WEST POINT, MISS. – The ninth playing of the Handa Cup begins Saturday at a most appropriate location. Old Waverly Golf Club is the first site used for the LPGA Legends Tour’s premier team event that had previously hosted a U.S. Women’s Open.
Old Waverly hosted the 1999 U.S. Women’s Open 11 years after opening its course, and owner George Bryan admitted at Thursday night’s opening ceremonies that ``We feel we have an ongoing partnership with the LPGA. These players provide us inspiration."
The club’s enthusiasm for the Handa Cup showed in the nine months leading up to the big event. The club’s chairman, Rick Milburn, said that 111 sponsors, advertisers and contributors stepped forward and over 250 volunteers were projected to contribute over 7,000 hours to the staging of the event.
"Pretty impressive for West Point, Mississippi," said Bryan, who was born in West Point.
Nancy Lopez, the U.S. captain, was in the foursome that played the ceremonial first round at Old Waverly in 1988. Her partners included Jerry Pate, the former U.S. Open champion who joined with Bob Cupp in the course design effort, and the late LPGA player Heather Farr.
"It was so exciting to know that we were coming back to Old Waverly for this event," said Lopez. "Everyone has worked so hard to make this event one of the best Handa Cups ever. Old Waverly is a great place, and our players come from all over the world. This is the kind of competition you really want to watch."
Lopez and World team captain Sally Little introduced their 12-player teams during the well-attended opening ceremonies, which were held outdoors prior to the dinner for participants in Friday’s Blue Cross Blue Shield of Mississippi Pro-Am.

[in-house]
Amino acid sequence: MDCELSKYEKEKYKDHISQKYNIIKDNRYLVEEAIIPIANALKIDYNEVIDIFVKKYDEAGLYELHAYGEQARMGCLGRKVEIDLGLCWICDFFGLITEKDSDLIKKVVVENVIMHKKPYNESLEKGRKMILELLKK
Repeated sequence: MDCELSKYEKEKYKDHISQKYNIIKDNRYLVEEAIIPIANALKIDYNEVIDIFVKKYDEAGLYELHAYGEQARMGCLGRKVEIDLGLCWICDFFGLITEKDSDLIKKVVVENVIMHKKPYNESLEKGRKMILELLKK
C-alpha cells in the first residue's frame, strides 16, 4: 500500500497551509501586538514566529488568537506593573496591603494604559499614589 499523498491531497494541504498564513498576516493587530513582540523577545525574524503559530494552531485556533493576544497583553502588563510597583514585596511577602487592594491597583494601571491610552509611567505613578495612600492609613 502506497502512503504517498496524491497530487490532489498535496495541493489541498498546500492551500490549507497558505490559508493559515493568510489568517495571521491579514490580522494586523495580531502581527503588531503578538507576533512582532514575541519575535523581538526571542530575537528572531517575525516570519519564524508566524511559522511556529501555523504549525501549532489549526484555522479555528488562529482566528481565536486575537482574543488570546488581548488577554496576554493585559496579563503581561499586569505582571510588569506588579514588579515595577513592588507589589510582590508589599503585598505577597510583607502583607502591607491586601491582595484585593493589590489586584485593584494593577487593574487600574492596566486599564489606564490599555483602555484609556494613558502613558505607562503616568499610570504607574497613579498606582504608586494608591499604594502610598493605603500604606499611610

Two of Lopez’ Handa Cup players finished one-two in the U.S. Women’s Open played at Old Waverly. That was an historic event on several fronts. Champion Juli Inkster posted a 16-under-par 272 score for 72 holes, which was six shots better than the previous tournament record for under-par scoring. The 272 also matched the stroke total record set by Annika Sorenstam three years earlier on a par-71 course. Old Waverly was a par-72 that played a 6,421 yards for its U.S. Women’s Open.
Inkster’s closest challenger was Sherri Turner, who was five strokes back. During that tournament Inkster was 38 and Turner 42, so it was a battle of veterans. Inkster was also the first American to win since Patty Sheehan five years earlier.
That was Inkster’s first of two U.S. Women’s Open wins – she also was the 2002 champion – and the fourth of her seven titles in major tournaments. She would also win the LPGA Championship three weeks later.
Lopez was delighted that Inkster consented to be part of her team in her debut on the Legends circuit, which welcomes players who reach their 45th birthday. Lopez expected that Inkster would have good vibes about returning to the course where she posted such a big victory.
"I love Juli Inkster, and I know she’ll have good feelings about that golf course," said Lopez. "She killed us that year. She kicked our fannies all over the place."
Inkster and Turner weren’t the only Handa Cup participants who did well in that U.S. Women’s Open. Canadian Lorie Kane, a member of the World team, should have some good vibes coming into this Handa Cap as well. She was tied with Inkster after 36 holes in 1999 and remained a contender on the weekend, though Inkster’s lead never dropped to less than three strokes.
The U.S. takes a 6-1-1 edge into the ninth playing of the Handa Cup, but the World team won last year at Hermitage in Nashville, Tenn. Saturday’s schedule calls for best ball matches over nine holes in the morning and alternate shot matches over nine holes in the afternoon. The concluding 12 singles matches will be played on Sunday.